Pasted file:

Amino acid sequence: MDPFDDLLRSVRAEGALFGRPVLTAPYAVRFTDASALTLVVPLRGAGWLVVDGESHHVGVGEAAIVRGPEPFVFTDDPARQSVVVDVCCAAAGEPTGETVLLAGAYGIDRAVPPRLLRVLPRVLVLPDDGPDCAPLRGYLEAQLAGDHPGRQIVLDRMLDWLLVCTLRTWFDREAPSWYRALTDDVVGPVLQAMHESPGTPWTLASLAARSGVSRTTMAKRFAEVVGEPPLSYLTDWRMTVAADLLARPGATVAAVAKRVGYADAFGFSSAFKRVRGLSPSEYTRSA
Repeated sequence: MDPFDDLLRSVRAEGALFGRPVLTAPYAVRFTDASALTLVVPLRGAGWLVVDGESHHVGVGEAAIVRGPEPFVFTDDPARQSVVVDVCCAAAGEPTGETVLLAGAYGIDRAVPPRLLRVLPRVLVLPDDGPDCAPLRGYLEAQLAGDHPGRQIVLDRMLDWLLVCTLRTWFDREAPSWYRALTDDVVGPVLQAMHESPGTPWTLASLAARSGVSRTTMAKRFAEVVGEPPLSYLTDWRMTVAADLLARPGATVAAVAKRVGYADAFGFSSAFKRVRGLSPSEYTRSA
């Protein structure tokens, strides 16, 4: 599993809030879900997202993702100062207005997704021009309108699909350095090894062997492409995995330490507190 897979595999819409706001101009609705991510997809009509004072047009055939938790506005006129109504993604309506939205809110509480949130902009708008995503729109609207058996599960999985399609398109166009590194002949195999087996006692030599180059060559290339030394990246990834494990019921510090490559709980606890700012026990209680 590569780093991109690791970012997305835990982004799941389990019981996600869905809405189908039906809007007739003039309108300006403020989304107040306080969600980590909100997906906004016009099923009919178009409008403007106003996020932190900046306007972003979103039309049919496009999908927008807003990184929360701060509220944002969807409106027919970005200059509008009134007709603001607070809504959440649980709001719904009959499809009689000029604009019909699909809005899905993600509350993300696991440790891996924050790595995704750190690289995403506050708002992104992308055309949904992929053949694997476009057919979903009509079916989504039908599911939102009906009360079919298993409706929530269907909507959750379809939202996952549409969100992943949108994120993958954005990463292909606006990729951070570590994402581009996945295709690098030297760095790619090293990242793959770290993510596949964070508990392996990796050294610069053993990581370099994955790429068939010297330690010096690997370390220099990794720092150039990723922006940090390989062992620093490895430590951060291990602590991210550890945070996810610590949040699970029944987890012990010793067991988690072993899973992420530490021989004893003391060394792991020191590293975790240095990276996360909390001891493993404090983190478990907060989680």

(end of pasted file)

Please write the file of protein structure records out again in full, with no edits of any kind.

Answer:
Amino acid sequence: MDPFDDLLRSVRAEGALFGRPVLTAPYAVRFTDASALTLVVPLRGAGWLVVDGESHHVGVGEAAIVRGPEPFVFTDDPARQSVVVDVCCAAAGEPTGETVLLAGAYGIDRAVPPRLLRVLPRVLVLPDDGPDCAPLRGYLEAQLAGDHPGRQIVLDRMLDWLLVCTLRTWFDREAPSWYRALTDDVVGPVLQAMHESPGTPWTLASLAARSGVSRTTMAKRFAEVVGEPPLSYLTDWRMTVAADLLARPGATVAAVAKRVGYADAFGFSSAFKRVRGLSPSEYTRSA
Repeated sequence: MDPFDDLLRSVRAEGALFGRPVLTAPYAVRFTDASALTLVVPLRGAGWLVVDGESHHVGVGEAAIVRGPEPFVFTDDPARQSVVVDVCCAAAGEPTGETVLLAGAYGIDRAVPPRLLRVLPRVLVLPDDGPDCAPLRGYLEAQLAGDHPGRQIVLDRMLDWLLVCTLRTWFDREAPSWYRALTDDVVGPVLQAMHESPGTPWTLASLAARSGVSRTTMAKRFAEVVGEPPLSYLTDWRMTVAADLLARPGATVAAVAKRVGYADAFGFSSAFKRVRGLSPSEYTRSA
């Protein structure tokens, strides 16, 4: 599993809030879900997202993702100062207005997704021009309108699909350095090894062997492409995995330490507190 897979595999819409706001101009609705991510997809009509004072047009055939938790506005006129109504993604309506939205809110509480949130902009708008995503729109609207058996599960999985399609398109166009590194002949195999087996006692030599180059060559290339030394990246990834494990019921510090490559709980606890700012026990209680 590569780093991109690791970012997305835990982004799941389990019981996600869905809405189908039906809007007739003039309108300006403020989304107040306080969600980590909100997906906004016009099923009919178009409008403007106003996020932190900046306007972003979103039309049919496009999908927008807003990184929360701060509220944002969807409106027919970005200059509008009134007709603001607070809504959440649980709001719904009959499809009689000029604009019909699909809005899905993600509350993300696991440790891996924050790595995704750190690289995403506050708002992104992308055309949904992929053949694997476009057919979903009509079916989504039908599911939102009906009360079919298993409706929530269907909507959750379809939202996952549409969100992943949108994120993958954005990463292909606006990729951070570590994402581009996945295709690098030297760095790619090293990242793959770290993510596949964070508990392996990796050294610069053993990581370099994955790429068939010297330690010096690997370390220099990794720092150039990723922006940090390989062992620093490895430590951060291990602590991210550890945070996810610590949040699970029944987890012990010793067991988690072993899973992420530490021989004893003391060394792991020191590293975790240095990276996360909390001891493993404090983190478990907060989680």